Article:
Not even Roberto Luongo’s highly anticipated return could save the Vancouver Canucks against the suddenly playoff-calibre Phoenix Coyotes.
Joakim Lindstrom scored twice as the surging Coyotes improved their NHL post-season chances Thursday night as they beat the slumping Vancouver Canucks 4-1, spoiling star goaltender Luongo’s return after a two-month absence.
Luongo got off to a shaky start after missing 24 games with a groin injury as Lindstrom scored on Phoenix’s first shot of the game.
“For myself it was a rough start,” said Luongo. “These next couple days are going to be really important for me in practice to sharpen up as much as I can”.
Phoenix moved into a tie for fifth place with Vancouver in the Western Conference standings while handing the Canucks a franchise record-tying sixth straight home loss.
Shane Doan, the lone Coyote still around since Phoenix last qualified for the Stanley Cup tournament in 2002, didn’t want to look two far ahead, but he couldn’t quite resist.
“I don’t think you really allow yourself to think too much about (a playoff spot), but it’s fun,” said Doan.
Lindstrom led the Coyotes with the first two-goal night of his tenuous four-year career NHL career.
Keith Yandle and Peter Mueller also scored for Phoenix (22-18-5) before a sellout crowd of 18,630 at General Motors Place, who found more reasons to jeer than cheer. Doan had two assists.
Daniel Sedin scored for the Canucks (22-19-5), who last suffered six consecutive losses way back in their first NHL season, between Dec. 18, 1970 and Feb. 6, 1971.
“I understand the frustration of the fans,” said Vancouver coach Alain Vigneault. “They believe we have a good team. We believe we have a good team. We need to show it and obviously right now we’re not showing it.”
The Canucks actually outshot the Coyotes 32-31, but the figures were misleading because Vancouver had few legitimate scoring chances. Phoenix’s 29th-ranked power play went two-for-four while Vancouver was blanked on two man-advantage opportunities.
Phoenix goaltender Ilya Bryzgalov was rarely tested and only lost his shutout bid because of an unlucky bounce off Phoenix defenceman Zbynek Michalek’s shin pad.
Lindstrom gave the Coyotes a 2-0 advantage during a power play at 13:16 of the first period. He scored after Yandle’s shot him and the puck came dropped onto his stick while Luongo had gone down to save the point shot.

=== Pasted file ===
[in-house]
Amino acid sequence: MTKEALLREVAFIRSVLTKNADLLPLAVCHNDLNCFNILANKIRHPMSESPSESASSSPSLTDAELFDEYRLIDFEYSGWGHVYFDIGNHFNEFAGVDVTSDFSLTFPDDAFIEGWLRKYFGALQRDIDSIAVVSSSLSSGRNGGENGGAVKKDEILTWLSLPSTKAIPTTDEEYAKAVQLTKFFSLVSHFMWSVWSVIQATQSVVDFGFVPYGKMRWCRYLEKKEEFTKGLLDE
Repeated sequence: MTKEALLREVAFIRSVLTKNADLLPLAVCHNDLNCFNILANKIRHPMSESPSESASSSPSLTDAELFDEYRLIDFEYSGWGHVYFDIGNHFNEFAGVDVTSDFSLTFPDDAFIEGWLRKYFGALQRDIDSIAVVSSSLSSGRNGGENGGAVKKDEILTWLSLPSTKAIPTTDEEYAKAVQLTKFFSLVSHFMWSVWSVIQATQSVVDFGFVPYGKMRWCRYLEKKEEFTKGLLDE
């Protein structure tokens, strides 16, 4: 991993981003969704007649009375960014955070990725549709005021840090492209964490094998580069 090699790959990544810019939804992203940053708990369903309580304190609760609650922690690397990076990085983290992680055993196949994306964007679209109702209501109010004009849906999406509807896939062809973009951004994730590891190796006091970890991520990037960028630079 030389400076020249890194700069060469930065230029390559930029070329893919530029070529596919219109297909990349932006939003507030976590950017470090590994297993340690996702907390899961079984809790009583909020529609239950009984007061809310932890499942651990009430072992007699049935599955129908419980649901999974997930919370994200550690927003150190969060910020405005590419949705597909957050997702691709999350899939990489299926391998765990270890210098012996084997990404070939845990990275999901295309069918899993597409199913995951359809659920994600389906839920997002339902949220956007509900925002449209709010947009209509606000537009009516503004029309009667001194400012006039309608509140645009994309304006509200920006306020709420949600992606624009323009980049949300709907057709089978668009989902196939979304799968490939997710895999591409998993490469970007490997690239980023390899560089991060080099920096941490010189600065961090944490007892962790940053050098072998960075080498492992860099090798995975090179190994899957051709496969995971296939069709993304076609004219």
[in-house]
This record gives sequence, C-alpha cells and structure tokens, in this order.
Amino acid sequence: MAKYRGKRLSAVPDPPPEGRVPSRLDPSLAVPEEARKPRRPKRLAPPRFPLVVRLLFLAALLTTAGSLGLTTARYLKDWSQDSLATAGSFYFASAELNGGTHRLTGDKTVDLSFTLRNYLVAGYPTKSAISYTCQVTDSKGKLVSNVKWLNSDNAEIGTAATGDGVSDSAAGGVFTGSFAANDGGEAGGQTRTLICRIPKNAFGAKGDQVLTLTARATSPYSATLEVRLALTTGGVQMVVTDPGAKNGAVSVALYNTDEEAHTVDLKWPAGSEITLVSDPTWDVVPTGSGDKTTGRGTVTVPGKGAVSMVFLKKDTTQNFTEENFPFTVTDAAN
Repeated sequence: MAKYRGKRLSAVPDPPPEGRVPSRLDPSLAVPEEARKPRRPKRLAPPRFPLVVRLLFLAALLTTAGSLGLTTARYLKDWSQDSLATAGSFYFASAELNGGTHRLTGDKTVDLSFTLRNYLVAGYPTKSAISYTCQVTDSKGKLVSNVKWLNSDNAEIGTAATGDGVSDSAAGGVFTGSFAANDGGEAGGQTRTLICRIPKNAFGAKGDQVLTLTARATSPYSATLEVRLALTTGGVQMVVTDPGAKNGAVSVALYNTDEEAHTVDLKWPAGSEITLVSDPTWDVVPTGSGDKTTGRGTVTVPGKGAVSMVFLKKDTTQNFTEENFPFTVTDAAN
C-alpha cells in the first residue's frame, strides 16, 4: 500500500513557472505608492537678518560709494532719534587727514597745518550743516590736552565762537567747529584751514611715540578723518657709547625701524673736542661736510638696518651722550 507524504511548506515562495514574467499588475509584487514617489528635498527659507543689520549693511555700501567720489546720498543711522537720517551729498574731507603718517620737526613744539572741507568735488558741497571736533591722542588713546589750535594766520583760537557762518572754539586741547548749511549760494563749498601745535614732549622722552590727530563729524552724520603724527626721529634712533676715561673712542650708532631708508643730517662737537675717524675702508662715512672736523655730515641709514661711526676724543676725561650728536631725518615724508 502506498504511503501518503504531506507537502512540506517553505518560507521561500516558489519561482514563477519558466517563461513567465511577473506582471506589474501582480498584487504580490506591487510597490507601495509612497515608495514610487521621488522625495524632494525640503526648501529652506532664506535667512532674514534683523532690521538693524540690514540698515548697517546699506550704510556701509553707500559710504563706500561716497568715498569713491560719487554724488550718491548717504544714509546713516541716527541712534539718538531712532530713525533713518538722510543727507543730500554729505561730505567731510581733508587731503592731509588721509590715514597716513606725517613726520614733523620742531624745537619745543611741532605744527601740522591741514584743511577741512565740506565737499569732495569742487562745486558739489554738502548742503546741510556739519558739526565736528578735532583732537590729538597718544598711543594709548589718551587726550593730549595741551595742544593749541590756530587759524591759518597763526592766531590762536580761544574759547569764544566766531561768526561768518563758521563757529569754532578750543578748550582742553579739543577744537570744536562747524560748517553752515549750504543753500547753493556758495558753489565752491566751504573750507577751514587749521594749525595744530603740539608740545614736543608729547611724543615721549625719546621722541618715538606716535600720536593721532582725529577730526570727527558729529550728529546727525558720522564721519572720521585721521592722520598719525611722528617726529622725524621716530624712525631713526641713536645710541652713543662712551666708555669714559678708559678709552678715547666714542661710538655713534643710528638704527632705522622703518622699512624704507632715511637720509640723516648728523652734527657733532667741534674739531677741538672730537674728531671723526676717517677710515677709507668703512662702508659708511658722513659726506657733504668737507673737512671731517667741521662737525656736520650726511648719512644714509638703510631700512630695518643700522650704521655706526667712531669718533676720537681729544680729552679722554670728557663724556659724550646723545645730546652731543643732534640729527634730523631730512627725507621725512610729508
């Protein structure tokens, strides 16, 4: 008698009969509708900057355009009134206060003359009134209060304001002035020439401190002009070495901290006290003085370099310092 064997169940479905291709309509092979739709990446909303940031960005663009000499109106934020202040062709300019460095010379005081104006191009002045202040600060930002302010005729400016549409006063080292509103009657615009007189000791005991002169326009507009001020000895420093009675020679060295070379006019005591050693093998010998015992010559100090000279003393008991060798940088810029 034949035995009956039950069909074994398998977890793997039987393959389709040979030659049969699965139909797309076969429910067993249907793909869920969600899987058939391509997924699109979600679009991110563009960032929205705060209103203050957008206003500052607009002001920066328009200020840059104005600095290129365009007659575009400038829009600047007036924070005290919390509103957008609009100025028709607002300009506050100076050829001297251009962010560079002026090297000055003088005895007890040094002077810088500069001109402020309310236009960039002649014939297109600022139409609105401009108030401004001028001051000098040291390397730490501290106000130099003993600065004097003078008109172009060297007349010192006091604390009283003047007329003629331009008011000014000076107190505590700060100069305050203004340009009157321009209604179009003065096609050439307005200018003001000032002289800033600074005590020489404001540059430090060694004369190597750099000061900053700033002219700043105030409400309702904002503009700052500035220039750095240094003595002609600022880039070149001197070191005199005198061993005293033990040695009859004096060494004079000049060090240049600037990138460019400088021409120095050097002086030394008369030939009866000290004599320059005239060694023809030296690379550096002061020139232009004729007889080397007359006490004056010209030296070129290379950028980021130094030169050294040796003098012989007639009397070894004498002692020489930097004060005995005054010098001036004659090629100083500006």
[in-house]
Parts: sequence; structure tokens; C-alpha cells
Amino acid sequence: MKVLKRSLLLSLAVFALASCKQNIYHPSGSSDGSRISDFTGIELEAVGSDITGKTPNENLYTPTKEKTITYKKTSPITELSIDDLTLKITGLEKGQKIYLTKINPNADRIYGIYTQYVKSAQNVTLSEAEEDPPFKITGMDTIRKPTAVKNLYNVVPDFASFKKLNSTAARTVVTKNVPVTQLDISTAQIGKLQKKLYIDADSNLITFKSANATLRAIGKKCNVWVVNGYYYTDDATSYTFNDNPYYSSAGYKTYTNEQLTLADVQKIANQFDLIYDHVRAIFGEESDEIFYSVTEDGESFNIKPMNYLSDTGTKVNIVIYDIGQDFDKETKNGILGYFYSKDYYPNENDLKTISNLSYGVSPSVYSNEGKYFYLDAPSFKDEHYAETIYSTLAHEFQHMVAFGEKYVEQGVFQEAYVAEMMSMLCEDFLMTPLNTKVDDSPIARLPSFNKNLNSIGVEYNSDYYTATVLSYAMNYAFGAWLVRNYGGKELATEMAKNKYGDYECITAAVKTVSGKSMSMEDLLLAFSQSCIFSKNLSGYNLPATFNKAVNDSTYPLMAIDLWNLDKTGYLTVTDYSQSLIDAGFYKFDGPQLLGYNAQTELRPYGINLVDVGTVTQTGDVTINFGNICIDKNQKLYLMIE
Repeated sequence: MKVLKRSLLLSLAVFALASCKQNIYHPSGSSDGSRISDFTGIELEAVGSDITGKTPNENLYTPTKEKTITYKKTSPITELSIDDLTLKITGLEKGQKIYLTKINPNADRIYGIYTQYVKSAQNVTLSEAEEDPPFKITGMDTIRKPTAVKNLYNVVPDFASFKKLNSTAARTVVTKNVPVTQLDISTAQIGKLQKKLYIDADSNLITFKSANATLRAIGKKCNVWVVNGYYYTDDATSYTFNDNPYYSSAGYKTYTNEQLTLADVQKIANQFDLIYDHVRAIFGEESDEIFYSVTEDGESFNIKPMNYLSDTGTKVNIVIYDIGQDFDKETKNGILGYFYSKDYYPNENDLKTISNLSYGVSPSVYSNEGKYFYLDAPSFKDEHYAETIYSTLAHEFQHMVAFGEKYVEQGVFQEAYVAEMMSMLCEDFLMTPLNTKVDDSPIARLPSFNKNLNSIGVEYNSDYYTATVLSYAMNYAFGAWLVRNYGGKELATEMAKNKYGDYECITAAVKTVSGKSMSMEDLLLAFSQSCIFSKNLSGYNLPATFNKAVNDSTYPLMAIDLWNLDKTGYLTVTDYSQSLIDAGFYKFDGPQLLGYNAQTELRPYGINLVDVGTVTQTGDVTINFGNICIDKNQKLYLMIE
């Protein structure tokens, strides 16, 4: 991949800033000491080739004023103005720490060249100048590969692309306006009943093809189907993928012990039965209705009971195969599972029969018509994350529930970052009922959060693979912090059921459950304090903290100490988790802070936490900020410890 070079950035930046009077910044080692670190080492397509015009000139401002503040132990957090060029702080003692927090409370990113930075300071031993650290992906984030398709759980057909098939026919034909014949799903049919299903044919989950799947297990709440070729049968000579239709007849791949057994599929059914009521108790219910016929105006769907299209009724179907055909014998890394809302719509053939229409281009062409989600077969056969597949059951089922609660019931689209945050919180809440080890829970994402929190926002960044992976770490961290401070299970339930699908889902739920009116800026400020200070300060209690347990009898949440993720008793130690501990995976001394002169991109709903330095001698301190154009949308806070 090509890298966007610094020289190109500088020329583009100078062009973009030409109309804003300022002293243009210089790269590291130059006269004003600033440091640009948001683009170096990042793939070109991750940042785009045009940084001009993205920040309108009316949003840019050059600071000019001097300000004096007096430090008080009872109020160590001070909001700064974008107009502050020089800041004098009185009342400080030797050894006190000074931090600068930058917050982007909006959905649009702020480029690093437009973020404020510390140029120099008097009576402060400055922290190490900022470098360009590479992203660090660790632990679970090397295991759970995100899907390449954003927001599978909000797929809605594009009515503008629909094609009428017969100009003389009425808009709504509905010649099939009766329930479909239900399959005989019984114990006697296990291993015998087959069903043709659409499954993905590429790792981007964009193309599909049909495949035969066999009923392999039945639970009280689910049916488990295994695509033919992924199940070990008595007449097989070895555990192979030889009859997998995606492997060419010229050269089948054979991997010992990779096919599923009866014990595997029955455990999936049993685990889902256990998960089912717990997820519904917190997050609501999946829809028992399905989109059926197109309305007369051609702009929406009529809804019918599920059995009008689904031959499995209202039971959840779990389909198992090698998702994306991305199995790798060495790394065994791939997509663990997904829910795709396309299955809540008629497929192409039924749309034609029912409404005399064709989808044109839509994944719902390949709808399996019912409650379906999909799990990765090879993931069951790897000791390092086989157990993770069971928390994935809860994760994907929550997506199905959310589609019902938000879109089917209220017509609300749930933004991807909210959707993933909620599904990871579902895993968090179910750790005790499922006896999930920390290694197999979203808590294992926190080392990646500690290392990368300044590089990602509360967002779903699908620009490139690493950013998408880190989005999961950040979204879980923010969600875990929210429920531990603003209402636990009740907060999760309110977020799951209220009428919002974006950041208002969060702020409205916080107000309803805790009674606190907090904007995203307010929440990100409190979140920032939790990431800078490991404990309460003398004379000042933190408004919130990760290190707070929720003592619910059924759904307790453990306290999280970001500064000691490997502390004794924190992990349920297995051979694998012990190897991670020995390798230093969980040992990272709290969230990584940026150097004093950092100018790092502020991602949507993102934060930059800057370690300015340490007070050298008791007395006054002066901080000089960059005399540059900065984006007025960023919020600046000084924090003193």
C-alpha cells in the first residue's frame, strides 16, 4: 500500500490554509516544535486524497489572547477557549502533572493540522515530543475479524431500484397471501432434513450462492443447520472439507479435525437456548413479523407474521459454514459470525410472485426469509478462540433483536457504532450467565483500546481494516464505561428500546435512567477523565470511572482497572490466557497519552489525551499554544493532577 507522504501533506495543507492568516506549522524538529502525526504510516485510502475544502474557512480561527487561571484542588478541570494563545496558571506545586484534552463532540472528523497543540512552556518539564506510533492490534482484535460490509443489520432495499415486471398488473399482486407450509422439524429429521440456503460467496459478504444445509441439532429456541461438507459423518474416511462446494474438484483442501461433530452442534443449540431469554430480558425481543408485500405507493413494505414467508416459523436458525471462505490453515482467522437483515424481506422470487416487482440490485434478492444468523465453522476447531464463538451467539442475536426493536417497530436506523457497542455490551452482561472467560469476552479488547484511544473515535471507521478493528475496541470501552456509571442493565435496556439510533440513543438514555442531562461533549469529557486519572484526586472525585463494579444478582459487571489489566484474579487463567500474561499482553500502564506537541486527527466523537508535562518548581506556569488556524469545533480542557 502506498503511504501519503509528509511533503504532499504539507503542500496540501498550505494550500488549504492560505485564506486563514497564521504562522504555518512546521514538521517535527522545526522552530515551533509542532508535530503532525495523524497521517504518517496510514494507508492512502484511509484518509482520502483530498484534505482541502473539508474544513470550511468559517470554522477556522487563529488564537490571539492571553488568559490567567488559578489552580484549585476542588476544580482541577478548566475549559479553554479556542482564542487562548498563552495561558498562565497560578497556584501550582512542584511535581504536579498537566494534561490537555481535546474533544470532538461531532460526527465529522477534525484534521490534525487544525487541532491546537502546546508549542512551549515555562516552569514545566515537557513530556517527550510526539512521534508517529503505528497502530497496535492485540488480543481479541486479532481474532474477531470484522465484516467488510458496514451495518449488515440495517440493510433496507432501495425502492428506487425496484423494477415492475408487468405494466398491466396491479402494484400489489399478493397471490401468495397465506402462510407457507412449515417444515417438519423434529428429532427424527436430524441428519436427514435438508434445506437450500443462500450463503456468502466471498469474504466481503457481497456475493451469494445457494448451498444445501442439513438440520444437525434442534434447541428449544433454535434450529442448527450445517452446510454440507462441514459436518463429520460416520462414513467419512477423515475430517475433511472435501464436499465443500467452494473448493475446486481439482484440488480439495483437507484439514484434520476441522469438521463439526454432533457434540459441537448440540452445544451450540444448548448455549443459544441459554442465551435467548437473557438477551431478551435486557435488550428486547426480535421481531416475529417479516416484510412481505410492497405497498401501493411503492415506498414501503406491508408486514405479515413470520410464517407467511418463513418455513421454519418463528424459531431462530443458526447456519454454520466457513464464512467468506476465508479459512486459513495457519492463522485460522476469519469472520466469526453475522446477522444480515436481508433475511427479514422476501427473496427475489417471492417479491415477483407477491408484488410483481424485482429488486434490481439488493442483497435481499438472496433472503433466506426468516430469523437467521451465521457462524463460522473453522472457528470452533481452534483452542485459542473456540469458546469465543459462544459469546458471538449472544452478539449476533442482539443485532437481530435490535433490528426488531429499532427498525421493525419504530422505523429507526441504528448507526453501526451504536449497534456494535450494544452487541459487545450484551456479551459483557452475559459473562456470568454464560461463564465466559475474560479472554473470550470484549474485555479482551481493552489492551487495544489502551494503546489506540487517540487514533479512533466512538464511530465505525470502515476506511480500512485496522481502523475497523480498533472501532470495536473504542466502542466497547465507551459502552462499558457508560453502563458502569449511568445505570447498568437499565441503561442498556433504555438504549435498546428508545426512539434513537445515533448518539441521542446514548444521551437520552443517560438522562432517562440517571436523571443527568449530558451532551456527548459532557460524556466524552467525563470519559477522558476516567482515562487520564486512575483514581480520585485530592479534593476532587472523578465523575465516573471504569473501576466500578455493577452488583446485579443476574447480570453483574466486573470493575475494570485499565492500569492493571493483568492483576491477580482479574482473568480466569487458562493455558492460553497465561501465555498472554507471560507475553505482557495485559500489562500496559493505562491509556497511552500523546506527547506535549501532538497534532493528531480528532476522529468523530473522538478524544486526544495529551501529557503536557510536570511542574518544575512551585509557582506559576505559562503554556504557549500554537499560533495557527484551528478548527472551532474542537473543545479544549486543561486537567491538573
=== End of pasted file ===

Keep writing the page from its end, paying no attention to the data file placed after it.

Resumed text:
“He’s one of the best goalies in the world, if not the best, but if you’re gone for that amount of time, it’s always hard to come back,” said Lindstrom,. “So our game plan was to put pucks on the net and go to the net, and I thought we did a pretty good job of it.”
It was the Coyotes’ third win in the past four games but their first in three road outings. After ranking among the NHL’s top road clubs last season, they have posted just seven victories away from their Glendale, Ariz., home so far.
“It was really important for us,” said Doan. “We had a great record last year on the road. We were fourth in the whole league on the road. We know that we’re capable of doing it. We put a lot of emphasis on home and we’ve tried to get our home record up, and it’s been better this year, but our road record has slipped and we’ve gotta find a way to be better.”
The Canucks, on the other hand, must find a solution to their home woes.
Notes: To make room for Luongo on the roster, the Canucks assigned goaltender Curtis Sanford to Manitoba of the AHL . . . Vancouver centre Kyle Wellwood, tied for first in the NHL in shooting percentage (27.5) before Thursday, was a healthy scratch. He has not scored in his last four games, or since former Toronto linemate Mats Sundin started playing for the Canucks . . . Rookie winger Jannik Hansen drew back into the Vancouver lineup after being scratched for Tuesday’s loss to New Jersey . . . Phoenix evened its season series with Vancouver at 1-1 . . . Coyotes rookie centre Kyle Turris, a native of the Vancouver suburb of New Westminster, B.C., recorded an assist in his first NHL game at GM Place. He was scratched from the Coyotes’ previous visit to Vancouver in November.